The repeated military encroachments into kilometres of Indian territory as well as hostile naval acts in the South- and East-China Seas by the PLA at critical moments make some analysts allude to the possibility of a “State-within-a-State” concept where the Chinese Communist Party (CCP) and the government of China may not be in total control over the PLA as in the case of democracies where the civilian government is expected to exercise absolute control over the military. The PLA’s industrial and organizational autonomy, despite the CCP’s attempts to curtail the PLA’s financial autonomy, may well be factors in this respect. This makes for an explosive mix somewhat akin to the pre-War Imperial Japanese military-industrial structures, which engaged in industrial activities including ship-building, mining, and arms trading within Japan and in its overseas territories.
The Quad today might be regarded as a minilateral/microlateral rather than multilateral grouping. The US and Japan, unshakable allies since the end of World War II, are both among India’s top investors, and do not raise national security concerns similar to what are raised by China or Russia. Today, as has repeatedly been pointed out also by Prof M.D. Nalapat, because Pakistan is a core member of the China-Russia alliance, there is little room for India in that alliance, with associated compounding risks of India facing a two-front China & Pakistan war, and also it has been proved through multiple actions such as repeatedly blocking India’s accession to various groupings including the UN Security Council and the Nuclear Suppliers Group, that China simply does not want India as competition in Asia or elsewhere.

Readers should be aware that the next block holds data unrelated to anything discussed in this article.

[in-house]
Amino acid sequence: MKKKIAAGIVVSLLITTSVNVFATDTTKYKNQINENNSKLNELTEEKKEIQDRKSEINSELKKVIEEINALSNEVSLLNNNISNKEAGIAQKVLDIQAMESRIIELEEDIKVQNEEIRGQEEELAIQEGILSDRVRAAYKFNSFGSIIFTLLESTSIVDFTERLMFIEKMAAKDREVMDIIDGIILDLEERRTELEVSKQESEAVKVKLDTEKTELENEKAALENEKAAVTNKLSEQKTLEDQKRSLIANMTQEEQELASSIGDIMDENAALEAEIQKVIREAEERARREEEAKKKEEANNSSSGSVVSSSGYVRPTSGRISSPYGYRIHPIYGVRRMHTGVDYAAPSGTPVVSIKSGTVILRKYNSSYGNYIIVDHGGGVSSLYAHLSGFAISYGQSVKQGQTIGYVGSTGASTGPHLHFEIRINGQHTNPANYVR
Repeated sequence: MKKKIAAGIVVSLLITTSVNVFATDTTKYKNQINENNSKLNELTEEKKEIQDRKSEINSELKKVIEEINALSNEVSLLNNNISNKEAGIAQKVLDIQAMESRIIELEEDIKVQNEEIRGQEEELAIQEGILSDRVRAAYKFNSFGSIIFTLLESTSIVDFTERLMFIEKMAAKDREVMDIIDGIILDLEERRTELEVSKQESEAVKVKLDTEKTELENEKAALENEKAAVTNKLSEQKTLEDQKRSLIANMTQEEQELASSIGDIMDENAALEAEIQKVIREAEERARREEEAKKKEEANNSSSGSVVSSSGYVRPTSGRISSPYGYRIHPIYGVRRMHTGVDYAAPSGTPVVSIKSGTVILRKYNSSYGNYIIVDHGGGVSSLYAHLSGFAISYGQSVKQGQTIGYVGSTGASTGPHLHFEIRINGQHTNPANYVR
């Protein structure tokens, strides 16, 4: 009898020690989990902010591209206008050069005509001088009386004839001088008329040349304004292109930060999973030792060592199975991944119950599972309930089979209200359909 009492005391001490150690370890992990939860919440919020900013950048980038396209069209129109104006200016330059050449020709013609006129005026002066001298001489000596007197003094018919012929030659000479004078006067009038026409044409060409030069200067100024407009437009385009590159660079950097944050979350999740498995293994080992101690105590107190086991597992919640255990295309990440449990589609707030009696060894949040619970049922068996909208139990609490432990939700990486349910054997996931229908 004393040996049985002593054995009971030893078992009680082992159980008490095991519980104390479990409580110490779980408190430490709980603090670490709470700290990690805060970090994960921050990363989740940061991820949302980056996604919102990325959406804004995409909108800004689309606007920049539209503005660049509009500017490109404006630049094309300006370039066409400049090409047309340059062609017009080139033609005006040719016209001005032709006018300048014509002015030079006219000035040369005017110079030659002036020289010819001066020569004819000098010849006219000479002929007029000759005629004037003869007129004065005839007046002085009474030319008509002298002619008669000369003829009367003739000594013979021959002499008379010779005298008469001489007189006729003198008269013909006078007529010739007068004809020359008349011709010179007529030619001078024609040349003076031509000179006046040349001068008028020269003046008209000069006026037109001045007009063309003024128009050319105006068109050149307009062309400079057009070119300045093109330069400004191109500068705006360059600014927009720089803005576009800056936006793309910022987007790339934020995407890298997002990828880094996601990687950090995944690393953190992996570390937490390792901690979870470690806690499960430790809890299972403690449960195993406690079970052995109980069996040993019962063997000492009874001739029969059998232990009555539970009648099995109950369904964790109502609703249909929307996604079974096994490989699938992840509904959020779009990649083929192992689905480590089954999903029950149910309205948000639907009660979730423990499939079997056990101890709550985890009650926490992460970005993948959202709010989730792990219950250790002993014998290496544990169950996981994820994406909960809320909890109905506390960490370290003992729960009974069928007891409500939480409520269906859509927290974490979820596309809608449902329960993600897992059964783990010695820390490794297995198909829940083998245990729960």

Meanwhile, President Trump continues to attempt to wean away Russia from its alliance with China by including Russia in a new G10/G11 grouping he is building to virtually replace the now largely irrelevant G7. That effort might have had a chance to succeed had not over 3 years been wasted on a fake allegation that everyone when testifying under oath denied — of alleged collusion between Trump administration officials and Russia, once a mighty power, and now reduced to a mid-level but nimble one, increasingly dependent on China.
Much of naval history was written with an Atlanticist-fixation. On the other hand, in the Indo-Pacific, Chinese Admiral Zheng He’s expedition fleet included 28,000 sailors on 300 ships, the largest vessels were 122 metres long as compared to Christopher Columbus’ first voyage some 70 years later with 90 sailors on 3 ships, the largest of which was only 26 metres long. Korea has its Admiral Yi Sun-Sin who achieved major victories 1592-’98 against Japanese warlord Toyotomi Hideyoshi’s navy using the Geobukseon “turtle ship” with its protective shell-like covering recognized as the first armored ship in the world. Japanese Admiral Togo Heihachiro’s decimation of the Russian fleet in the Battle of Tsushima was naval history’s first decisive sea battle fought by modern steel battleship fleets in which wireless telegraphy (radio) played a critically important role. Admiral Togo destroyed 2/3 of the Russian fleet, and the 1905 May 27-28 Battle is taught in naval colleges even today.